Father Ray Blake writes:
She already enjoys the fullness of what we hope for at the 'consummation of the ages'. Our hope is what we say in our funeral rites, 'In my flesh I shall see God', 'I shall behold him face to face'... If we are truly Christian we need to have a Chris-tlike devotion to His Blessed Mother. It needs to be founded not on the saccharine, touchy-feelingness of much modern 'charismatic' devotion but on basic Christian teaching of death, judgement, heaven and hell and on above all a true understanding of what Christ has accomplished for us, especially by His Saving Death and Glorious Resurrection, for what Mary enjoys now is what we are called to enjoy after the Consummation of the Ages, when God's Holy Will is accomplished, for She is our model and our hope, and the fulfillment of God's will.Liturgically this is reflected in the chant. Prior to 1950 and also since 1974 with the revised Graduale Romanum the Introit of the day is Gaudeamus, a composed chant, i.e. one of the few that is not from Scripture.
Gaudeamus omnes in Domino diem festum celebrantes in honorem beatae Mariae Virginis,
de cujus Assumptione gaudent Angeliet collaudant Archangeli Filium Dei. Let us all rejoice in the Lord celebrating the feast in honor of the Blessed Virgin Mary in whose assumption the angels rejoice, while the Archangels praise the Son of God.
It's a very simple chant. Strikingly, the more important the feast, the simpler the chant. The Introit iSuscempimus Deus for the 8th Sunday after Pentecost (reassigned to the 14th Sunday per annum ) which begins with the same melody and is in the same mode, mode I. But there is much more ornamentation along the way. The ending is quite melismatic, which is appropriate since it should be sung when the celebrant approaches the altar for the prayers at the foot of the altar.
Of course there are more notes (and interpretive marks-"signs") for the important words in Gaudeamus. For instance, Assumptione is emphasized since it is the feast celebrated. But the chant moves along more quickly, and it sounds as it should be more quickly. When Suscepimus Deus is sung quickly, it sounds like one does the text an injustice. But that is the opposite case for the Gaudeamus.
The reality of death, judgment, Heaven and Hell, the Incarnation of the Logos for the redemption of the world is above human comprehension. We can understand it with the aid of the Holy Spirit, but its entirety escapes us. We see this in the Gospel tones; the long and melismatic Alleluias are followed by a very simple chant for the text. Chanting by the way elevates the Word, showing its true dignity as the revelation of God's very self so that we might be with Him in the Trinity, living eternally.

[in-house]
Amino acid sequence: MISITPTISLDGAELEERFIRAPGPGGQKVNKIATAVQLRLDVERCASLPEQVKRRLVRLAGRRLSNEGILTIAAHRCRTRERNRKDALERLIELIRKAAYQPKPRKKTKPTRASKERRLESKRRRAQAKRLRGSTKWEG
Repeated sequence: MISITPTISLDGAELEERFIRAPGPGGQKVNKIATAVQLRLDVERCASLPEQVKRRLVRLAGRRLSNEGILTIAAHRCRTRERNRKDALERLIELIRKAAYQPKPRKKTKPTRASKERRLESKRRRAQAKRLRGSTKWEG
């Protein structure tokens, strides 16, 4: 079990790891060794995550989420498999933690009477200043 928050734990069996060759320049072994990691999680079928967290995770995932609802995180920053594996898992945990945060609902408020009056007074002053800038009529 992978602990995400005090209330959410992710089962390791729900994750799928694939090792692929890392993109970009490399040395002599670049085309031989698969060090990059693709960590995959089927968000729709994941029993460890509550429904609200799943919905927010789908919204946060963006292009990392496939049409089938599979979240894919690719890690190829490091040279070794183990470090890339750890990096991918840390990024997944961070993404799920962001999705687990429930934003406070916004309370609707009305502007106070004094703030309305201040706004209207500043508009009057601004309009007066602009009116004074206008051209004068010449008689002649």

For what it is worth, Pope Pius XII didn't really have to change the propers and readings after his dogmatic declaration of the Assumption in 1950. I'm not sure why they lacked mention of Revelation 12:1 beforehand (I feel a medieval history paper on that verse, the doctrine, and Marian devotion in medieval liturgy and piety), but the future changes really don't make much sense as far as emphasizing the dogma goes, nor do the chants work as well. And why must the Psalm verse be Cantate dominio? Its use did not need to be expanded! That is not to say that Signum magnum isn't beautiful, for it is, but that Gaudeamus has a special place in my heart
Here is the chant sung according to the markings presented in the Einsideln manuscripts.
For another musical treat, here is the setting of the Ave Maris Stella by Hans Leo Hassler.
Let us celebrate the life of Our Lady and its conclusion, striving to follow her heart, so that we might come ever closer to the Sacred Heart of Our Lord, her son eternally begotten of the Father and incarnate temporally for the redemption of the world. Let us fly to her, our mother of mercy, our life, our sweetness and our hope who intercedes for us as Mediatrix of All Graces and Co-Redemptrix before her Son sitting at the Father's right hand so that we might come to love God for God is love and whoever is in love remains in God and God in him.